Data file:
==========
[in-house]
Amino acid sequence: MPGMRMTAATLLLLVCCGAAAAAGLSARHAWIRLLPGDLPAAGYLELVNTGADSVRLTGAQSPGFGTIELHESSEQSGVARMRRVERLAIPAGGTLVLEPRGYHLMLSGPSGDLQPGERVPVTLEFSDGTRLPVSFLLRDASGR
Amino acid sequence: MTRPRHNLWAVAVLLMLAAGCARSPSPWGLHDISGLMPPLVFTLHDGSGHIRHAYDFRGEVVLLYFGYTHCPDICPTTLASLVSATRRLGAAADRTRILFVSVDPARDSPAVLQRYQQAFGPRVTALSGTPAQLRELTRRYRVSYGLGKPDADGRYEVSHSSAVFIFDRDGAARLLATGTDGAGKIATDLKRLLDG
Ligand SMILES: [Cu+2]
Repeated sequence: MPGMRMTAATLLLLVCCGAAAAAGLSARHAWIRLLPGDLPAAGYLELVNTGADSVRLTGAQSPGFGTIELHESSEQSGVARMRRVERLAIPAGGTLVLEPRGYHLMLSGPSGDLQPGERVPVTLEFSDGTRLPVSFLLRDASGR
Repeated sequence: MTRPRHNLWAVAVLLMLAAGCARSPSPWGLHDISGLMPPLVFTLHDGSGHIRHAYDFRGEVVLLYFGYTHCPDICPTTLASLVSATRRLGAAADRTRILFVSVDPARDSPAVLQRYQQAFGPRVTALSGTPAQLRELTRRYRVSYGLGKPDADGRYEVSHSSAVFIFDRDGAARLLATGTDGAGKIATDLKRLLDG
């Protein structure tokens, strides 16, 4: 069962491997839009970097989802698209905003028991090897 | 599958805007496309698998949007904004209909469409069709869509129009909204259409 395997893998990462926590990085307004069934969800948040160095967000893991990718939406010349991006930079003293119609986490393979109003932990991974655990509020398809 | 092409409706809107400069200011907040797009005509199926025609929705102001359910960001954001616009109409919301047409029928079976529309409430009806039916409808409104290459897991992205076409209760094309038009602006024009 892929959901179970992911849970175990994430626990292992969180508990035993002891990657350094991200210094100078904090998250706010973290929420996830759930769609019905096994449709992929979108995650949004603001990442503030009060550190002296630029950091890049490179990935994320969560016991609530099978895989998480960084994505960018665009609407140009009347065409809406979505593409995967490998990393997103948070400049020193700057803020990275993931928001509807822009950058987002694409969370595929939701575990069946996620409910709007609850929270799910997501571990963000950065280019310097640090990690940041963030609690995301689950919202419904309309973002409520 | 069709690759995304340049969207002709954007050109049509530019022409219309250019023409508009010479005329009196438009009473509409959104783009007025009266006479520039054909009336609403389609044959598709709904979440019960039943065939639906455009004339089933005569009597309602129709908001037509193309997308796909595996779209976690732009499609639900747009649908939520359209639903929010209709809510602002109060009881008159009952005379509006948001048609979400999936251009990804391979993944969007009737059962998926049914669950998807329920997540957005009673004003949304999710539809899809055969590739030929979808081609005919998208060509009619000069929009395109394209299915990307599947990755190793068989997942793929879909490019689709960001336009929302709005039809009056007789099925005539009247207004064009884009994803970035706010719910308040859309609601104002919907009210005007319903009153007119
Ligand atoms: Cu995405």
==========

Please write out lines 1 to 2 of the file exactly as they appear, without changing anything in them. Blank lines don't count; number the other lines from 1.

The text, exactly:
[in-house]
Amino acid sequence: MPGMRMTAATLLLLVCCGAAAAAGLSARHAWIRLLPGDLPAAGYLELVNTGADSVRLTGAQSPGFGTIELHESSEQSGVARMRRVERLAIPAGGTLVLEPRGYHLMLSGPSGDLQPGERVPVTLEFSDGTRLPVSFLLRDASGR